pat: (Default)
( Aug. 6th, 2006 02:38 pm)
When writing about legal subjects, it's really important to figure out what the current state of the law is because it changes. Prompted by a post over at the Mad Monk, I am writing a series about the legal issue closest to my heart, capital punishment.

In the process, I discovered, after much searching (and refusing to stop until I got an answer as to the state of the law now -- and not just from the state code data bases, those search engines are terrible (and Texas doesn't even vouch for the accuracy of theirs! They say you use it at your own risk!) -- a really good bit of news.

In 2004, Virginia repealed its notorious 21-day rule. This was the rule that required that all evidence of innocence be submitted within twenty-one days after the final recording of judgment against a defendant. Reading their codes, they now have systems in place that allow for what appear to be no time limits on introduction on biological evidence. (They also provide for looser time limits in regard to non-biological evidence.)

I cannot tell you how happy this makes me. The 21-day rule was an abomination, a barbarism. It is very good that it is gone. I don't know if its repeal had anything to do with the fact that Virginia did not execute anyone in 2005 (although they have executed 3 people thus far in 2006).

Virginia is often lumped in with Texas in terms of the "states that kill the most people." This is unfair. Virginia at 97 execution since 1976 is much closer to Oklahoma with 88 than it is to Texas with 372. Actually, if you look in terms of executions per capita, the winner is Oklahoma, with Virginia coming fourth (behind Texas and Missouri). (When adjusted for population, Florida -- the other state listed as being part of the unholy trinity leading the march to the death chamber -- falls to fourteenth.)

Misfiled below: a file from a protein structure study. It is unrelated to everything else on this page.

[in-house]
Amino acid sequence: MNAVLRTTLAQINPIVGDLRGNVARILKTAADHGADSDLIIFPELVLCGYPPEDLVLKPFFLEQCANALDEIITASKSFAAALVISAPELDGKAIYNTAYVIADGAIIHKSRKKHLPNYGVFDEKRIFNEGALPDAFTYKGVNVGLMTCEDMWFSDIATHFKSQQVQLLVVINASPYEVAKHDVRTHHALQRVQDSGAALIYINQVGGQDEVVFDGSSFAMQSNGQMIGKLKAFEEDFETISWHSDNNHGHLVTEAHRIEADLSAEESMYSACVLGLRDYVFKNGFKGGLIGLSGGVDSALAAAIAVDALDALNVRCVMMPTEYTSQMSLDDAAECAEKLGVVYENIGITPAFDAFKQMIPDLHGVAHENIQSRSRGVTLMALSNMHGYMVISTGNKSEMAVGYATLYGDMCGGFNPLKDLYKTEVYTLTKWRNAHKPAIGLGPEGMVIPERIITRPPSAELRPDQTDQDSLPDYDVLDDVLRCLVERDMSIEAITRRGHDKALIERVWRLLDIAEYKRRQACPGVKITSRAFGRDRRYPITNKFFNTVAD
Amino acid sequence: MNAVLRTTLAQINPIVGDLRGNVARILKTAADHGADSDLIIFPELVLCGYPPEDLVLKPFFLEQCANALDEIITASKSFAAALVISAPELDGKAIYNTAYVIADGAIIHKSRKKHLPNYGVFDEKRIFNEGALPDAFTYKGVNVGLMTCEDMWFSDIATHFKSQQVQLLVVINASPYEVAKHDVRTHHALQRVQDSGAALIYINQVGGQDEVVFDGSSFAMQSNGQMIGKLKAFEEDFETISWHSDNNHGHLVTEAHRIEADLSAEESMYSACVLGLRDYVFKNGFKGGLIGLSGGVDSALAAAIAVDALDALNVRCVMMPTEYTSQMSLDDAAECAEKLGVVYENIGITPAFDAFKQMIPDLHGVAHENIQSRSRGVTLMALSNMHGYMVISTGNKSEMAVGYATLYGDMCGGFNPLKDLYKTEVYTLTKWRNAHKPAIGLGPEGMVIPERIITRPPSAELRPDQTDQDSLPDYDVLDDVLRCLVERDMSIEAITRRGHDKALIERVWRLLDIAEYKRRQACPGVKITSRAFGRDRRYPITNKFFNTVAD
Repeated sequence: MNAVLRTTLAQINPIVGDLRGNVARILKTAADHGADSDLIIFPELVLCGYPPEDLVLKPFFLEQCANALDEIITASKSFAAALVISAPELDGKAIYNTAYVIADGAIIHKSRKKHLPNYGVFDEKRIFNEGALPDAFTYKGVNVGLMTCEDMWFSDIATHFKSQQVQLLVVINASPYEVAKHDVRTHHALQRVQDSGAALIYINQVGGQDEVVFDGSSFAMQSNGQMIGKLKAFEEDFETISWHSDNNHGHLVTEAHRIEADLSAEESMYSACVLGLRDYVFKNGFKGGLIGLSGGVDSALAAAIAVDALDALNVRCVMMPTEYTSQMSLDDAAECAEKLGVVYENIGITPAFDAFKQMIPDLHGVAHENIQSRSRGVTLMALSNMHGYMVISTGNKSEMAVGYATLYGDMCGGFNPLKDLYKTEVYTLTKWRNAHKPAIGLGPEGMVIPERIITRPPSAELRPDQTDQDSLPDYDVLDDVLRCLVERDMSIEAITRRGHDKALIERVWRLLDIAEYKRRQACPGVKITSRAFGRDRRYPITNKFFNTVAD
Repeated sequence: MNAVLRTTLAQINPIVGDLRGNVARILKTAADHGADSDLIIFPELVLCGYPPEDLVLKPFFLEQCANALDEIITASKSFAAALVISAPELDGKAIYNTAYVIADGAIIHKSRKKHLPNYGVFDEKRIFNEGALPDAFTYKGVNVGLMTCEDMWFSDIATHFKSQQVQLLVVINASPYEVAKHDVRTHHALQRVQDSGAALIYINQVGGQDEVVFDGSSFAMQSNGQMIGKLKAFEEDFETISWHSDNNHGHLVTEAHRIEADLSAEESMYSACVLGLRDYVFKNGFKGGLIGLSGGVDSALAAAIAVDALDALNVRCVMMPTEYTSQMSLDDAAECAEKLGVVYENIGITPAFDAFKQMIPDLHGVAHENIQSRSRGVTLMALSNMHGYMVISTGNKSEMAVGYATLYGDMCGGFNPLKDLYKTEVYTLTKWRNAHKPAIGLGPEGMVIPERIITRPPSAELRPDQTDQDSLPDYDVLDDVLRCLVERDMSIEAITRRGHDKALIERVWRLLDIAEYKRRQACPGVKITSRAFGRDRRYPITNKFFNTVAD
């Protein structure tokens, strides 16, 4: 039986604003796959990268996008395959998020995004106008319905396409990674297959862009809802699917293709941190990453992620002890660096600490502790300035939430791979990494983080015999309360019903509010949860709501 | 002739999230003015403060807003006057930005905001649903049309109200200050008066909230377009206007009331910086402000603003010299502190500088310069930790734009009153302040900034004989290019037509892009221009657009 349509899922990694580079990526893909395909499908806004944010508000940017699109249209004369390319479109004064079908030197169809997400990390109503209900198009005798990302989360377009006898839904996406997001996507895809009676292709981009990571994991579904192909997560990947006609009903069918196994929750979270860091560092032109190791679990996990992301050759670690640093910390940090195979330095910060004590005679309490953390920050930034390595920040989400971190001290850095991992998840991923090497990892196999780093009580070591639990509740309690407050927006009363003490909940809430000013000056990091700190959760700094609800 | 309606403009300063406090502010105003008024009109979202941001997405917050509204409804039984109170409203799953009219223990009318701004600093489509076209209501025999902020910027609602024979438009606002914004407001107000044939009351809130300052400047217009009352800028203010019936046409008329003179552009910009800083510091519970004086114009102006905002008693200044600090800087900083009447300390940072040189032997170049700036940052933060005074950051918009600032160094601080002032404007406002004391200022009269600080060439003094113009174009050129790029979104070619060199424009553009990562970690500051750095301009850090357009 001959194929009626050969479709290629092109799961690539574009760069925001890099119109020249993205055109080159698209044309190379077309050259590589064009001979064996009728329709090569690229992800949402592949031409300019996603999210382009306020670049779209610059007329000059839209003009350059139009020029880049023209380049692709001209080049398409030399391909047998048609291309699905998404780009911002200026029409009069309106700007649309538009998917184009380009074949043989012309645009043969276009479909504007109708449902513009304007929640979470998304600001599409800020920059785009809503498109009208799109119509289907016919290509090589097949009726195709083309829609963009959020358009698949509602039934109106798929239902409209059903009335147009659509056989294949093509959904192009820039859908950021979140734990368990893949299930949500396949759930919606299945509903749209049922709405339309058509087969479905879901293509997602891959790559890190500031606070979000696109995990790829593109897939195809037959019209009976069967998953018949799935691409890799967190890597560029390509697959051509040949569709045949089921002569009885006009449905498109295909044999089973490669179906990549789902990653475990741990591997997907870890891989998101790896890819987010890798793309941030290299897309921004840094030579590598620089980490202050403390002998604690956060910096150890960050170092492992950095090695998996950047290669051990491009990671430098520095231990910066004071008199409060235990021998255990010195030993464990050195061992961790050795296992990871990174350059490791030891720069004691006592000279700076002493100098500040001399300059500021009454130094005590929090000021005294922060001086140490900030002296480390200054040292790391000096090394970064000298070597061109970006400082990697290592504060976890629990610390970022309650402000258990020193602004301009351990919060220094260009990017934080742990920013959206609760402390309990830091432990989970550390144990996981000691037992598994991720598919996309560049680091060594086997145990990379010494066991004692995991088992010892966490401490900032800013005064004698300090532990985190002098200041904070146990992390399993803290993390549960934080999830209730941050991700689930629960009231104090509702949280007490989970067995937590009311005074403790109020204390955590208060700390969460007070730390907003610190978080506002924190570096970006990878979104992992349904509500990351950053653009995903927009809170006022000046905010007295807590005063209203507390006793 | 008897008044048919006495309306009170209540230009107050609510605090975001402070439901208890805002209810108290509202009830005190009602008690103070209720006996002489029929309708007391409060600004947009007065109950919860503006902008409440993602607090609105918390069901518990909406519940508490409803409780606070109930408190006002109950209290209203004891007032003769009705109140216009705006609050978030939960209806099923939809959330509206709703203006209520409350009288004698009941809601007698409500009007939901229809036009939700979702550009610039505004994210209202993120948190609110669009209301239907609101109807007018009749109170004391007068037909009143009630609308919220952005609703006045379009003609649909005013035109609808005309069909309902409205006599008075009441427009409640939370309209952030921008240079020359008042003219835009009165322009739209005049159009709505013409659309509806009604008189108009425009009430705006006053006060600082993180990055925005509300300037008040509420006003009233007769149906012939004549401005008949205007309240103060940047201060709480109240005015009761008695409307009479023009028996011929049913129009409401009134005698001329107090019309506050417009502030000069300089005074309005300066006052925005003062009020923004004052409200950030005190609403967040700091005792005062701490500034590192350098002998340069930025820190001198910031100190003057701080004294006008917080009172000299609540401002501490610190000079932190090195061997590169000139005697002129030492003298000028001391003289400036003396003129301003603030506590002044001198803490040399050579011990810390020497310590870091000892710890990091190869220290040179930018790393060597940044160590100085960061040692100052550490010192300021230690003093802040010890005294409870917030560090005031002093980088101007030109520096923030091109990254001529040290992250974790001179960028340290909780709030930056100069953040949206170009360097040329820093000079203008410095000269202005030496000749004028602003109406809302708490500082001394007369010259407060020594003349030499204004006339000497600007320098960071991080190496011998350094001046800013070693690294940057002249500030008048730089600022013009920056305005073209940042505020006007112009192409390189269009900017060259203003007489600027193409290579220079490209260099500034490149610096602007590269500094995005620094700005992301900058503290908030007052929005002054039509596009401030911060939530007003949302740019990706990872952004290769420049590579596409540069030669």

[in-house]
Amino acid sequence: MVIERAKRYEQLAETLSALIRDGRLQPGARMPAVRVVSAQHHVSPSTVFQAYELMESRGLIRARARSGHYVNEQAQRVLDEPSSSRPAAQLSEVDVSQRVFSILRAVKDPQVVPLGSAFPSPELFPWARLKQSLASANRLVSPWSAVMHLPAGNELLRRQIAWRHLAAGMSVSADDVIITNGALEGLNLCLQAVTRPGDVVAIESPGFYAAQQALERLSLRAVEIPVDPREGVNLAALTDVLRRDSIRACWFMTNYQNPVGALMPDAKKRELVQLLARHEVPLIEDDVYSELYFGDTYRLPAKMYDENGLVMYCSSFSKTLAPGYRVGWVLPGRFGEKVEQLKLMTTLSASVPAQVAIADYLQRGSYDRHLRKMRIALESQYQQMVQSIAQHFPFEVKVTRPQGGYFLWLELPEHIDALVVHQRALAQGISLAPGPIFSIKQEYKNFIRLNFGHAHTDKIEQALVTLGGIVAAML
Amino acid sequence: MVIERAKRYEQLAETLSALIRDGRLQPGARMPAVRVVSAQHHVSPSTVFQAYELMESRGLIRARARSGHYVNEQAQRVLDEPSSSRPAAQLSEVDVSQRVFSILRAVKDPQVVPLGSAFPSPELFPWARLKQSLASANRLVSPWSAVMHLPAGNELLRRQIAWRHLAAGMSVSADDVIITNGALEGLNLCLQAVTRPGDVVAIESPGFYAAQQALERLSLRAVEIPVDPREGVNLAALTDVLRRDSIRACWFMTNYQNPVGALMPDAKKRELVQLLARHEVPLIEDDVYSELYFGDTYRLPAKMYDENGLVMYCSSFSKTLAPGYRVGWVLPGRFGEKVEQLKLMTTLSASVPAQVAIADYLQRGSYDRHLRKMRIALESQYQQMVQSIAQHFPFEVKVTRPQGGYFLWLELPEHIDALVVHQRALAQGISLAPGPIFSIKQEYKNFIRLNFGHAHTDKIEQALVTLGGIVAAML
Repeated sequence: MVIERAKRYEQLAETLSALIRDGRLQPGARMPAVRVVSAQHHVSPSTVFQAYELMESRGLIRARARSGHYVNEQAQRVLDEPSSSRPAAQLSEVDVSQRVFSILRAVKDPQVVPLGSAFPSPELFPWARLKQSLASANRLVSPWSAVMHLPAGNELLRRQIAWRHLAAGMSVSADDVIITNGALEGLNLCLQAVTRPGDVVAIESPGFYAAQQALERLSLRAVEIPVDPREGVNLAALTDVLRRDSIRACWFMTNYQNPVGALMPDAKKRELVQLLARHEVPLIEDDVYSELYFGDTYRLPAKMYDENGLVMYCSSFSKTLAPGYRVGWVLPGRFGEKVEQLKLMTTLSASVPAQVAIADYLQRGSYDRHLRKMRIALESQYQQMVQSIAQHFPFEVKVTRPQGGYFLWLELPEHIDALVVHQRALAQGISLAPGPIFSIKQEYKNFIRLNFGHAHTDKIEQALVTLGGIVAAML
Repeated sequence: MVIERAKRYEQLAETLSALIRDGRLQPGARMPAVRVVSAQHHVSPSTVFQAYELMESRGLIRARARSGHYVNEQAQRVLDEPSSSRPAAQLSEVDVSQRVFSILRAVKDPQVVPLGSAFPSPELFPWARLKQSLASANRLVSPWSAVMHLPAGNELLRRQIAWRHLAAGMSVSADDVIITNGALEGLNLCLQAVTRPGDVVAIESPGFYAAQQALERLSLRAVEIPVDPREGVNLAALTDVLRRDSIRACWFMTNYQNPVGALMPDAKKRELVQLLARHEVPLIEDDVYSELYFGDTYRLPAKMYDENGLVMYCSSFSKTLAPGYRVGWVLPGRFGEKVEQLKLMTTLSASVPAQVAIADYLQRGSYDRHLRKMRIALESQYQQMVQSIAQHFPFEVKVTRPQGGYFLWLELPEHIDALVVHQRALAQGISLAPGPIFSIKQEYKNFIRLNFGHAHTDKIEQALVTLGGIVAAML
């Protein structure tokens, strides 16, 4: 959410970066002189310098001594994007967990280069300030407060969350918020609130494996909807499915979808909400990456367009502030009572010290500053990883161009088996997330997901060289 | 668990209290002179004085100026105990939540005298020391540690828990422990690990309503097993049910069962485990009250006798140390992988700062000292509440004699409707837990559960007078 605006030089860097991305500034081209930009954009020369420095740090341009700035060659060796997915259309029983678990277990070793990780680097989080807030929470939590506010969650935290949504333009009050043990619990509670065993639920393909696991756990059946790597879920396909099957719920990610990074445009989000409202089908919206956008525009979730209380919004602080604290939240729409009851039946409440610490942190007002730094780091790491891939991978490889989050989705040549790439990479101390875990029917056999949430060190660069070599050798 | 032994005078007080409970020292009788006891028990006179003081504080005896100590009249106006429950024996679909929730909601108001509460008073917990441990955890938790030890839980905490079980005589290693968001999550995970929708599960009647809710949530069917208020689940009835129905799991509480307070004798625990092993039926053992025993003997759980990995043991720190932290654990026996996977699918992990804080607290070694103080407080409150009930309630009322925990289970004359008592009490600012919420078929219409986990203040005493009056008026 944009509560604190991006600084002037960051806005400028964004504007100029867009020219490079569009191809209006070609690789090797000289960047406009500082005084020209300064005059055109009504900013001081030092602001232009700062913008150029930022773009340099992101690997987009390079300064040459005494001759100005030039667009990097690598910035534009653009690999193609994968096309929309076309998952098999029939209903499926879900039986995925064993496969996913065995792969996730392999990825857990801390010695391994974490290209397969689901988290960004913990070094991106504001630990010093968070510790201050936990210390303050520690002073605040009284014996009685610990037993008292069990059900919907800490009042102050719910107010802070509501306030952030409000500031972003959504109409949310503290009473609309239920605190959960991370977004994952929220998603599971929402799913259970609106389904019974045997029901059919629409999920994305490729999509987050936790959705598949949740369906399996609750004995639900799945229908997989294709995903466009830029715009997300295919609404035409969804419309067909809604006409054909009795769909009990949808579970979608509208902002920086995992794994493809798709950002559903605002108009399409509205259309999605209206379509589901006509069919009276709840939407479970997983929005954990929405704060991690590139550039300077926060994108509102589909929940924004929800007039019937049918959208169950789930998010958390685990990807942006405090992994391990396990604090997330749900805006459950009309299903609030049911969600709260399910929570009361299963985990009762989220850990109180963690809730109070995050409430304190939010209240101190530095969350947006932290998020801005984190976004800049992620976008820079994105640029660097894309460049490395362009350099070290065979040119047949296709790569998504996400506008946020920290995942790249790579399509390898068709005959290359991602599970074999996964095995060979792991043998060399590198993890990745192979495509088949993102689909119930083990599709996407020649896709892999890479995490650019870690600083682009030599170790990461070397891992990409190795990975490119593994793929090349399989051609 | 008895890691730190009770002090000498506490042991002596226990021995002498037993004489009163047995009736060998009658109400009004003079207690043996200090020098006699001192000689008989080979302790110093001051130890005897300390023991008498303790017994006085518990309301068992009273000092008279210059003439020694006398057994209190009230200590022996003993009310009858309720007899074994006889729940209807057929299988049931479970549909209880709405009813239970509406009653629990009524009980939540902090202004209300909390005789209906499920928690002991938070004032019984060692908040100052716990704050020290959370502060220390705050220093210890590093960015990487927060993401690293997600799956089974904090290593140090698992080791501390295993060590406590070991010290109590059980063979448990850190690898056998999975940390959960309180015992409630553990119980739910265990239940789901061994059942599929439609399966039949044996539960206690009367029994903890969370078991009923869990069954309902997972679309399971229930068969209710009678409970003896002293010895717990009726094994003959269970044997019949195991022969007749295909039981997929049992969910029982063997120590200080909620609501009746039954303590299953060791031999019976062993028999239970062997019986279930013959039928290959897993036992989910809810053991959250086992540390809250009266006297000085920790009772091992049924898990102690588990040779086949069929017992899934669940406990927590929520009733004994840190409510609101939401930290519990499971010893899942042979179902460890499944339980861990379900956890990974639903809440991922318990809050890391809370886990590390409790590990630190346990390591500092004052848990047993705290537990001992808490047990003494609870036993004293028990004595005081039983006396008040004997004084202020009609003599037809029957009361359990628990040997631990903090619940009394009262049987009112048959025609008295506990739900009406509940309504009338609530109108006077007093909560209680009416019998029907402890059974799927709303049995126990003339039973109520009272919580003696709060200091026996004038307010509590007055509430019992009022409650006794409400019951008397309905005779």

I realize this is damning with faint praise. Gee, you don't kill as many people as the other states do is not exactly a ringing endorsement. However, fair is fair -- and the passage of the twenty-one day rule is a step in the right direction.
[This discussion is occurring in someone else's LJ, someone I don't know. I am not in a mood to discuss something this important "dispassionately" or "logically," so I am going to post this here. Because I am going to be insulting.]

If you cannot understand the difference between a physician refusing to assist at an execution and a pharmacist refusing to fill prescriptions for morning-after contraception, then you lack the modicum of common sense necessary for me to discuss politics with you.